Showing posts with label loss

North of Hope Book Review

in , , , , , , , by Linda A Kinsman, Thursday, April 18, 2013
I am an avid reader, usually having more than one book started at any given time, so I was pleased to partner with Handelbar Publishing via to review books.
This is my first ARC (advanced reading copy) book, which was sent to me free of charge to facilitate this review. I was not compensated for my review and all opinions are 100% my own.

About the book:
Synopsis: courtesy:
When Shannon Huffman Polson’s parents are killed by a wild grizzly bear in Alaska’s Arctic, her quest for healing is recounted with heartbreaking candor in North of Hope, as she retraces her parents’ final days along an Arctic river searching for her own sense of peace and meaning in the journey.


About the Author
Shannon Polson lives and writes in the Pacific Northwest. She was a contributing writer to More Than 85Broads, and her work has appeared in Seattle and Alaska Magazines, Cirque Journal, Adventure Magazine, and Trachodon, among others. Polson graduated with a B.A. from Duke University in English Literature, an M.B.A. from the Tuck School at Dartmouth, and an M.F.A. from Seattle Pacific University. She served eight years as an attack helicopter pilot in the Army and worked five years in corporate marketing and management roles before turning to writing full time. Please visit Shannon’s website to learn more.

My Review:
I am a fan of an eclectic blend of book genres, usually picking stories from the synopsis, rather than genre alone. When first approached to review North of Hope, I read the synopsis for it and thought “I will love this book”. But I didn’t.  I only liked it and only some parts. 
While Shannon Polson had a very moving and  cathartic journey to share in North of Hope, I found it dragged in several places.

To me, it seemed the author would get lost in the sharing of information about bears, or indigenous Alaskan people. So much so, that I would have to go back and re-read previous paragraphs to pick up the context of her first thought.
This particular writing style made it slow going, and I found myself growing tired of reading North of Hope after a chapter or two. I just couldn’t sync up to this author’s writing style and felt I slogged through this book.
I did finish it, but will confess to skimming over passages that felt more like “teachable moments”.
 One of my favorite passages, which spoke right to my heart, was: “How can we ever begin to appreciate the full depth of each moment? Is there any way not to look back on those last conversations, last meetings, wishing we had let them seep into us completely”?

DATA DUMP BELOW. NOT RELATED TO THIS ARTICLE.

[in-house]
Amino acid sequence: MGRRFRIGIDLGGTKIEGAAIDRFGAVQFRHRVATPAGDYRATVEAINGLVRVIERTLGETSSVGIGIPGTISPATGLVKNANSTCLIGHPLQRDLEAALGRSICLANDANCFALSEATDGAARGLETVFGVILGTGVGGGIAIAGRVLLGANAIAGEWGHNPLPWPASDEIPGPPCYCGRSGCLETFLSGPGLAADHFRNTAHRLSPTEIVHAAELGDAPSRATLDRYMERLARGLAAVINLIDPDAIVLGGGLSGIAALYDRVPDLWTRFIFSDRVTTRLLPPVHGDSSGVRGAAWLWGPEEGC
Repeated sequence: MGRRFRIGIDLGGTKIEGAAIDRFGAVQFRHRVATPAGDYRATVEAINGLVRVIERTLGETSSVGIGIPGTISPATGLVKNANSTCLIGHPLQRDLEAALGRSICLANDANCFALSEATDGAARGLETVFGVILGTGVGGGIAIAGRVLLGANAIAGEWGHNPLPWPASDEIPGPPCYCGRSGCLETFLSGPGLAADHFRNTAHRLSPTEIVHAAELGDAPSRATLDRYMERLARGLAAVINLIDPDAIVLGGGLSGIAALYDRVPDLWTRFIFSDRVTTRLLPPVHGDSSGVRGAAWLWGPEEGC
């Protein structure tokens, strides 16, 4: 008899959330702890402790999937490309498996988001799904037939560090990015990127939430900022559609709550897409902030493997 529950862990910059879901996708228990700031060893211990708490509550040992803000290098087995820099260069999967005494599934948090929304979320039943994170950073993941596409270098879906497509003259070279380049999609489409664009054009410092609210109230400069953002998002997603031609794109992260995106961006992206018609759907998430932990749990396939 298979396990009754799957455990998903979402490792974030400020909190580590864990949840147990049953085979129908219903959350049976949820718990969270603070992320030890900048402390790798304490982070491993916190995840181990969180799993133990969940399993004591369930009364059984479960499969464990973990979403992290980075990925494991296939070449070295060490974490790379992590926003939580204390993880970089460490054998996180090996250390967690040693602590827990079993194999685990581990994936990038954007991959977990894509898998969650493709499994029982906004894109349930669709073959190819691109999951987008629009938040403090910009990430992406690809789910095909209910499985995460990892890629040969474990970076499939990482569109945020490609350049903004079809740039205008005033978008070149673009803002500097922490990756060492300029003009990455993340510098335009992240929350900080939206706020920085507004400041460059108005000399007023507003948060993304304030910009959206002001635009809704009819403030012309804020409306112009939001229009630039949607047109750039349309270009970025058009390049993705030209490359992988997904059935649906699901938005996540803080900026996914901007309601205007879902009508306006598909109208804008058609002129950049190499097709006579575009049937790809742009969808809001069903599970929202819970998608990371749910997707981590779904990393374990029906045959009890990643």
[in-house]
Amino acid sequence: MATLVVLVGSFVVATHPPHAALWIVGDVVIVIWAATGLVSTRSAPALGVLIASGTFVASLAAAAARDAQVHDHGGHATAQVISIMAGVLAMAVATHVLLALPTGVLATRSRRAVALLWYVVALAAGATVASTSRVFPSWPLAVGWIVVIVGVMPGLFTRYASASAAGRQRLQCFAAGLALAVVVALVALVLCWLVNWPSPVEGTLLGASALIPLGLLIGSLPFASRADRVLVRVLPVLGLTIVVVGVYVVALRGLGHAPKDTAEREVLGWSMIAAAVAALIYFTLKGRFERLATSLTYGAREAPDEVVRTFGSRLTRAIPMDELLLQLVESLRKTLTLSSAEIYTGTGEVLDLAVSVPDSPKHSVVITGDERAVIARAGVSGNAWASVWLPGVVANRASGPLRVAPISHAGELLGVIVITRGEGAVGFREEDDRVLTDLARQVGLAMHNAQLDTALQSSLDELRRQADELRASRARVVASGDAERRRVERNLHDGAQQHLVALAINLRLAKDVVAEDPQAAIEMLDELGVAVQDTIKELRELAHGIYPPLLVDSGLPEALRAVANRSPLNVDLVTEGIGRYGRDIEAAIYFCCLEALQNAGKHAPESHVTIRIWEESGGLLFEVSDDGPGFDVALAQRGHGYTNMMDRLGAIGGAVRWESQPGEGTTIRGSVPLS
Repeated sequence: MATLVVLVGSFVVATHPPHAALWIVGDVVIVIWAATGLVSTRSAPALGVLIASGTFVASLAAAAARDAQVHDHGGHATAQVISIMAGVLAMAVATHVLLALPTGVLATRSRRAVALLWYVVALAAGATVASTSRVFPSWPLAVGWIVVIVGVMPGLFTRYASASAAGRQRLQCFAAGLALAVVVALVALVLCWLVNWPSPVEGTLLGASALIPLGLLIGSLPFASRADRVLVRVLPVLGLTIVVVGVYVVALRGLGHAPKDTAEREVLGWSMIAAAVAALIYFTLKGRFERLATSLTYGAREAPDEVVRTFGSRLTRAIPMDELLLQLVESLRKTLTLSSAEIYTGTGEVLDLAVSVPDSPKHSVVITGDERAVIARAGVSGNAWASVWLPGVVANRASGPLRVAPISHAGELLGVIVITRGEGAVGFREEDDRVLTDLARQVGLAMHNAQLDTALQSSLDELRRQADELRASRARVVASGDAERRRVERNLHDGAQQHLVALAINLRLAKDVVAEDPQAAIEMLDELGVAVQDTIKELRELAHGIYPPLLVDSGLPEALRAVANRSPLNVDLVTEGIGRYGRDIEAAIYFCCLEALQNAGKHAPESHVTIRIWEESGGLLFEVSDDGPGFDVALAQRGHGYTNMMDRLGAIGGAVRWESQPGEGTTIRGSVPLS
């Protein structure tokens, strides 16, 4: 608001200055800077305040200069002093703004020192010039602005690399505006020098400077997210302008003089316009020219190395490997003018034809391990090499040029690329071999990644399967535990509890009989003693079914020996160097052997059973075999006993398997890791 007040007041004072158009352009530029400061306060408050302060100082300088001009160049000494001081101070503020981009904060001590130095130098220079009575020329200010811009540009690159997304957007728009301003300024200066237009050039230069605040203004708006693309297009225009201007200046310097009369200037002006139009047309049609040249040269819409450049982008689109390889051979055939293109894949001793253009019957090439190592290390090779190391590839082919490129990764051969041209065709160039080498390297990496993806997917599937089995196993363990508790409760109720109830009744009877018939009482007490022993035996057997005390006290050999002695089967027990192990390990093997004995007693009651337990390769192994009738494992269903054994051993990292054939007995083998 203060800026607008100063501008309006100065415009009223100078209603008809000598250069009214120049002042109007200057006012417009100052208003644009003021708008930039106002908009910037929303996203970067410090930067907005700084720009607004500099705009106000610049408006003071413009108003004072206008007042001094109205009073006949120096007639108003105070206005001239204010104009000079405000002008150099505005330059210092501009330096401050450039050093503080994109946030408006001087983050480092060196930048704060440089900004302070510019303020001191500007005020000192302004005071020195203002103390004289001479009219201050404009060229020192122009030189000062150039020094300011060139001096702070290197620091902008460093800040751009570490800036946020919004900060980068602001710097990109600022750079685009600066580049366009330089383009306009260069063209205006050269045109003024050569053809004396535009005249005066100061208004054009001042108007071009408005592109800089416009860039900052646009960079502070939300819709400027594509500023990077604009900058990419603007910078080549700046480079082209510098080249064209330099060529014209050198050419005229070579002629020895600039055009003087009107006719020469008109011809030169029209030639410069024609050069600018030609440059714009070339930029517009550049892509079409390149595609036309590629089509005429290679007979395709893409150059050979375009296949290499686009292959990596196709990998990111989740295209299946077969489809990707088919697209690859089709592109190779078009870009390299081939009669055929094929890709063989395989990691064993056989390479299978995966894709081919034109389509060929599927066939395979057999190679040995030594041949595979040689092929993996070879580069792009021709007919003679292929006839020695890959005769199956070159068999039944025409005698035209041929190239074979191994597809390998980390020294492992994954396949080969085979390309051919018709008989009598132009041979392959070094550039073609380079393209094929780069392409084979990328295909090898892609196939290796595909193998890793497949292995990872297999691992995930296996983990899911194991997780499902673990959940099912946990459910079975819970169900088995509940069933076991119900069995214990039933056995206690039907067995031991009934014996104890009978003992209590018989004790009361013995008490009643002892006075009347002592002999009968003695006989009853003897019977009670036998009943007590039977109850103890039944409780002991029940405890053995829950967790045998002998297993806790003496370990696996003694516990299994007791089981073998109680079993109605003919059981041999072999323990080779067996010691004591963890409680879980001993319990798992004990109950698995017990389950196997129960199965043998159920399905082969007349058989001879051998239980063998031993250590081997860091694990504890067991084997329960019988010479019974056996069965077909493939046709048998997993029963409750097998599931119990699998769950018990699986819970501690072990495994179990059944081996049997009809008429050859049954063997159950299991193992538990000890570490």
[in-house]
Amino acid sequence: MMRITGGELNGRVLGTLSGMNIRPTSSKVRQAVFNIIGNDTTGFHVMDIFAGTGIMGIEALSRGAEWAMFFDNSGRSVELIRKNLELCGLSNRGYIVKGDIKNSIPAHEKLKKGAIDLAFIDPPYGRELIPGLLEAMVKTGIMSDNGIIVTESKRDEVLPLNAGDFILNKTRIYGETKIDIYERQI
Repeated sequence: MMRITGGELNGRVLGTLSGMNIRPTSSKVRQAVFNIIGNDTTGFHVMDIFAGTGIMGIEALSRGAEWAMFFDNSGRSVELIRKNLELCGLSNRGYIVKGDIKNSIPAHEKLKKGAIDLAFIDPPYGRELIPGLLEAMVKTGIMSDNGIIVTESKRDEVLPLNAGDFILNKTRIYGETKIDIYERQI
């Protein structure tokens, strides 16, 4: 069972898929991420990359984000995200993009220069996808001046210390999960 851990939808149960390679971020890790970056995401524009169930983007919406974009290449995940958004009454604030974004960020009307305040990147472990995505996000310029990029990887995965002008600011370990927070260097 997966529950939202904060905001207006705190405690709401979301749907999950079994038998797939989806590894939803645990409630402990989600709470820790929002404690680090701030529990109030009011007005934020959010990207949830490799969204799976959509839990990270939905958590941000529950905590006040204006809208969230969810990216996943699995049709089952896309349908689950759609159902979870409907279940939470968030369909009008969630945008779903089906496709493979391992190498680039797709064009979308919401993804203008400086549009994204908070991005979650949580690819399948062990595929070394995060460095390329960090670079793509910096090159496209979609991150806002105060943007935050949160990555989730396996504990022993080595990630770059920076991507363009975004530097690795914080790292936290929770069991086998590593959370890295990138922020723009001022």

While North of Hope was not my ideal read, there were enough bright spots and eloquent writing that I do favorably recommend it to those who may be experiencing the untimely death of a loved one. I also recommend watching the video , which may help you decide if this book is right for you. 

As always, I hope you found this book review helpful. I strive to offer my true and honest opinion on everything I review here. Stay tuned for more book reviews soon! 



Life's Pieces

in , , , , by Linda A Kinsman, Friday, December 30, 2011

I have been doing a lot of thinking lately as this year comes to a close and a new one nips at my heels. I do some of my best thinking when my hands are busy and my brain is free to wander and creep into corners I don’t visit in my busy times.
So as the stress of the Holidays was bearing down, I pulled out this jigsaw puzzle and got to work.

 I had this analogy forming about how my life was like this puzzle and how each piece is necessary. I was going to run with that (and I think it would have been a fitting end of the year post); but then I watched the news last night and learned of a tragedy here in our little world and my whole mood and tone has changed.
You see, a little 10 year old girl died yesterday in a freak car accident. She attended my daughter’s elementary school. Her younger sister is in my daughter’s class. While we don’t know this family personally, it has ripped at my heart all day. I am finding it difficult to type this, just thinking about the steps all involved are having to take instead of blissfully ringing in the new year. 
I can’t forget to mention that the man driving the other car; the one that slammed into the girls died too.
 What must his family feel right now? Not only did they lose him, but they must reconcile that he accidently took a child’s life when his ended.
Sometimes life’s pieces are tragic and sad and unimaginable. I for one know I would lose a part of my soul if something like this were to happen to my family.
I’m sure each and every one of us wouldn’t have to look too far to find a family hurting and in need.  Maybe we should look around more. Reach out more. Care about our fellow man more.
I will do whatever I can to help these neighbors in need and then I will do my absolute best to remember how lucky I’ve got it and how you never know what tomorrow might bring. I will do my best to live like I’m supposed to be anyway, leading with kindness, friendliness and faith and stop taking my life for granted.  
Life’s pieces are sometimes thinly veiled wake up calls.
I sincerely hope you and yours have a Happy and Safe New Year! Please do me a favor.  Make sure every single person you care about knows you do. Please don’t assume they know. Tell them today.